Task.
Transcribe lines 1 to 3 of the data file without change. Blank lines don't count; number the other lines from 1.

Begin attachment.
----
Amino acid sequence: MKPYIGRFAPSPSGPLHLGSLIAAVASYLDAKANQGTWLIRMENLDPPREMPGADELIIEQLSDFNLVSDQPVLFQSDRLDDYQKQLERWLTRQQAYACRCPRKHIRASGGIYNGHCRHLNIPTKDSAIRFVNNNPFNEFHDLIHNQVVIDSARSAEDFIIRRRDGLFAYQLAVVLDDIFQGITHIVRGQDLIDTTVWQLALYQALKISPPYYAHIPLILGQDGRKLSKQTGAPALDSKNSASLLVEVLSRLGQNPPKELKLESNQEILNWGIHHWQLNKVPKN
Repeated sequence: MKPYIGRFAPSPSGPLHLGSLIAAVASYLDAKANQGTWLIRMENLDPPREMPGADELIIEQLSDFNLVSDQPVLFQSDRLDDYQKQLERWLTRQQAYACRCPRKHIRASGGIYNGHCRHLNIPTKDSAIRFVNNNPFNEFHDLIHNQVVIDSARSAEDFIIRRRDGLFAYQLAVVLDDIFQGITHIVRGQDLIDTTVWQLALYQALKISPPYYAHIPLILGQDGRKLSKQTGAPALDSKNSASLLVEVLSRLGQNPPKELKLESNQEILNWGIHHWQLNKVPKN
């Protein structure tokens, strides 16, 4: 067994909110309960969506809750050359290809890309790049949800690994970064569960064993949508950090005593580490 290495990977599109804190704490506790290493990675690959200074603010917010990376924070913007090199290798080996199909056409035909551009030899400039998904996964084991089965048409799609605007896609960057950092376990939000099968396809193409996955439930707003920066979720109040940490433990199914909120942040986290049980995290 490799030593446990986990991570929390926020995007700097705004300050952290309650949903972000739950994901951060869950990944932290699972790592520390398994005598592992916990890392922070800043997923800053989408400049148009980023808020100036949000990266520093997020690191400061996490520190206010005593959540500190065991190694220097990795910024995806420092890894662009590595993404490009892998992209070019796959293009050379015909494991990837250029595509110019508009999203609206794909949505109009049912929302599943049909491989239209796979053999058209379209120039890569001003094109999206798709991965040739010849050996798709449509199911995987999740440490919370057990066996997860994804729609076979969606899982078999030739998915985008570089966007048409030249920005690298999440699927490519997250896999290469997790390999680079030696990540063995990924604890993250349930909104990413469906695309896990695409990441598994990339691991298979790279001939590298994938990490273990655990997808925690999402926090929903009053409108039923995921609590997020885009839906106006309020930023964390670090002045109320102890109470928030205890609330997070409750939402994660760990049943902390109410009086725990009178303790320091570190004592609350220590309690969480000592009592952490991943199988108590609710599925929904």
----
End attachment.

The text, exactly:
Amino acid sequence: MKPYIGRFAPSPSGPLHLGSLIAAVASYLDAKANQGTWLIRMENLDPPREMPGADELIIEQLSDFNLVSDQPVLFQSDRLDDYQKQLERWLTRQQAYACRCPRKHIRASGGIYNGHCRHLNIPTKDSAIRFVNNNPFNEFHDLIHNQVVIDSARSAEDFIIRRRDGLFAYQLAVVLDDIFQGITHIVRGQDLIDTTVWQLALYQALKISPPYYAHIPLILGQDGRKLSKQTGAPALDSKNSASLLVEVLSRLGQNPPKELKLESNQEILNWGIHHWQLNKVPKN
Repeated sequence: MKPYIGRFAPSPSGPLHLGSLIAAVASYLDAKANQGTWLIRMENLDPPREMPGADELIIEQLSDFNLVSDQPVLFQSDRLDDYQKQLERWLTRQQAYACRCPRKHIRASGGIYNGHCRHLNIPTKDSAIRFVNNNPFNEFHDLIHNQVVIDSARSAEDFIIRRRDGLFAYQLAVVLDDIFQGITHIVRGQDLIDTTVWQLALYQALKISPPYYAHIPLILGQDGRKLSKQTGAPALDSKNSASLLVEVLSRLGQNPPKELKLESNQEILNWGIHHWQLNKVPKN
């Protein structure tokens, strides 16, 4: 067994909110309960969506809750050359290809890309790049949800690994970064569960064993949508950090005593580490 290495990977599109804190704490506790290493990675690959200074603010917010990376924070913007090199290798080996199909056409035909551009030899400039998904996964084991089965048409799609605007896609960057950092376990939000099968396809193409996955439930707003920066979720109040940490433990199914909120942040986290049980995290 490799030593446990986990991570929390926020995007700097705004300050952290309650949903972000739950994901951060869950990944932290699972790592520390398994005598592992916990890392922070800043997923800053989408400049148009980023808020100036949000990266520093997020690191400061996490520190206010005593959540500190065991190694220097990795910024995806420092890894662009590595993404490009892998992209070019796959293009050379015909494991990837250029595509110019508009999203609206794909949505109009049912929302599943049909491989239209796979053999058209379209120039890569001003094109999206798709991965040739010849050996798709449509199911995987999740440490919370057990066996997860994804729609076979969606899982078999030739998915985008570089966007048409030249920005690298999440699927490519997250896999290469997790390999680079030696990540063995990924604890993250349930909104990413469906695309896990695409990441598994990339691991298979790279001939590298994938990490273990655990997808925690999402926090929903009053409108039923995921609590997020885009839906106006309020930023964390670090002045109320102890109470928030205890609330997070409750939402994660760990049943902390109410009086725990009178303790320091570190004592609350220590309690969480000592009592952490991943199988108590609710599925929904």